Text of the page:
Barcia’s case is linked to the failed candidacy of Macomb County Prosecutor Carl Marlinga, who ran unsuccessfully against Rep. Candice Miller (R) last cycle.
Marlinga, who is facing nine felony charges including fraud and conspiracy, is accused of offering prosecutorial leniency to two men accused of rape in exchange for $34,000 in campaign contributions. One of the men was convicted but later won acquittal following an appeal; the other is serving two years in prison on lesser charges.
Barcia, now a state Senator after five terms in the House, reportedly was a conduit for $4,000 in contributions to Marlinga from one of the suspects. Barcia is also charged with making false statements to the Federal Election Commission.
Barcia and Marlinga have denied the charges, and neither Barcia nor Marlinga has stepped down from his post at this time.
No, I’m Faster. Sens. John Ensign (R-Nev.) and John Sununu (R-N.H.) can’t seem to agree on who should have the title of “Fastest Senator, Male.”
Both Sununu and Ensign took part in last’s week’s ACLI Capital Challenge, a 3-mile annual charity run that raises money for the D.C. Special Olympics.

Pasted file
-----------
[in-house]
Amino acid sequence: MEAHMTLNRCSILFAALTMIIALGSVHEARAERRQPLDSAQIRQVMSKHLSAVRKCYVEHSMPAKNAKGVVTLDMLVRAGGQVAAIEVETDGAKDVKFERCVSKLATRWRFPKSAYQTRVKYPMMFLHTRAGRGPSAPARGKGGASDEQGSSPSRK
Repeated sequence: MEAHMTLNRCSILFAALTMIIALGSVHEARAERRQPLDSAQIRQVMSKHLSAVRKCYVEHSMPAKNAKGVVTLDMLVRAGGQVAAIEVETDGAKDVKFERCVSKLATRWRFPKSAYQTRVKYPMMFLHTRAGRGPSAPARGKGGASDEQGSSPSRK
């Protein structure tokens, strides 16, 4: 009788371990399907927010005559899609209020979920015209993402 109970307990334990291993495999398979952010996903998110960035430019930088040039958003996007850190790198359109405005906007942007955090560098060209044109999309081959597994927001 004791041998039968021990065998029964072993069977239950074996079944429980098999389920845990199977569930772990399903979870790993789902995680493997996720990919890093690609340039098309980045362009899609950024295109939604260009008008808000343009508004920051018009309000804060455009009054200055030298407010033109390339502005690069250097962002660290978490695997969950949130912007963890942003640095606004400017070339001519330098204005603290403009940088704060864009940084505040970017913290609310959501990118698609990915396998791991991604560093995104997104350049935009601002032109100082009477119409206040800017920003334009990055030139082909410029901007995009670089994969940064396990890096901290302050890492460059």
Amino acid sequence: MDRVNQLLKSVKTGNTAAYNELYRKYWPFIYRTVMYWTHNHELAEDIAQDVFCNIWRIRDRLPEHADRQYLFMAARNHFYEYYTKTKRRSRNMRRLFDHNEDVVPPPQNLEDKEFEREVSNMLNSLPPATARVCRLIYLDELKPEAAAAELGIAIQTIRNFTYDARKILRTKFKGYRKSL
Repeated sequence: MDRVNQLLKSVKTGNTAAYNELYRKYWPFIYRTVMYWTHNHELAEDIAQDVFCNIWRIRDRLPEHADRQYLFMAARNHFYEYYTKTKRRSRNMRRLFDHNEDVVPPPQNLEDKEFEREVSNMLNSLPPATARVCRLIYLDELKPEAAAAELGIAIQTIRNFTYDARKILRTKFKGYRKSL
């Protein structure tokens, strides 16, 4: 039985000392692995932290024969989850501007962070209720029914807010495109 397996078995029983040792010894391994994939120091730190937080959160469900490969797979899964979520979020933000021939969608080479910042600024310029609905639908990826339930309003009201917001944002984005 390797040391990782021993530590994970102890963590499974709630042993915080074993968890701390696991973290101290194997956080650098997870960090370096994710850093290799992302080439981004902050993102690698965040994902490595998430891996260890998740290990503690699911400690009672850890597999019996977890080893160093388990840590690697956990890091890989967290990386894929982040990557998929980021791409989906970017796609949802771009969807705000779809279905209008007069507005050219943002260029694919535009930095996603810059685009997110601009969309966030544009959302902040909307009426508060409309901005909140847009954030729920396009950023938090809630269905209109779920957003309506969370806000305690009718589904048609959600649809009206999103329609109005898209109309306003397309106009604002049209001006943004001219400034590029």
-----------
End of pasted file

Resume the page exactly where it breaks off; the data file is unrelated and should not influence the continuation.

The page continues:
Sununu completed the course in a solid time of 19 minutes, 47 seconds. Ensign finished in a respectable 20:41. Case closed. Sununu wins, right?
Hold on, says Ensign. He told Sununu that he ran a 19:46 last year, and that while the New Hampshire Republican’s time was laudable, that he, Ensign, is still the Fastest Senator, Male.
Well, HOH did some checking, and it turns out that Ensign’s time in 2003 was actually 19:51. Sununu’s time this year edged out Ensign’s time from last year by four seconds. This allowed Sununu to crow a little bit.
“It’s not important that I ran a faster time than John Ensign had this year or ever ran. It was important that we were helping raise money for a great cause,” Sununu said.
“Besides, John is a lot older than me and probably had so much trouble remembering his real time from last year.” Ensign is 46, Sununu is 40.
Ensign was attending hearings in the Armed Services Committee on Friday and wasn’t available for comment.
But hold on. Both Sununu and Ensign were crushed by the perennial winner of the Mike Synar Award, which goes to the fastest lawmaker overall — Rep. Bart Gordon (D-Tenn.) The 55-year-old Gordon was clocked at 18:22. Gordon’s personal best for the challenge was 16:59 back in 1995.
And as far as Senators go, Baucus ran an 18:15 way back in 1981.
Time to start training for next year.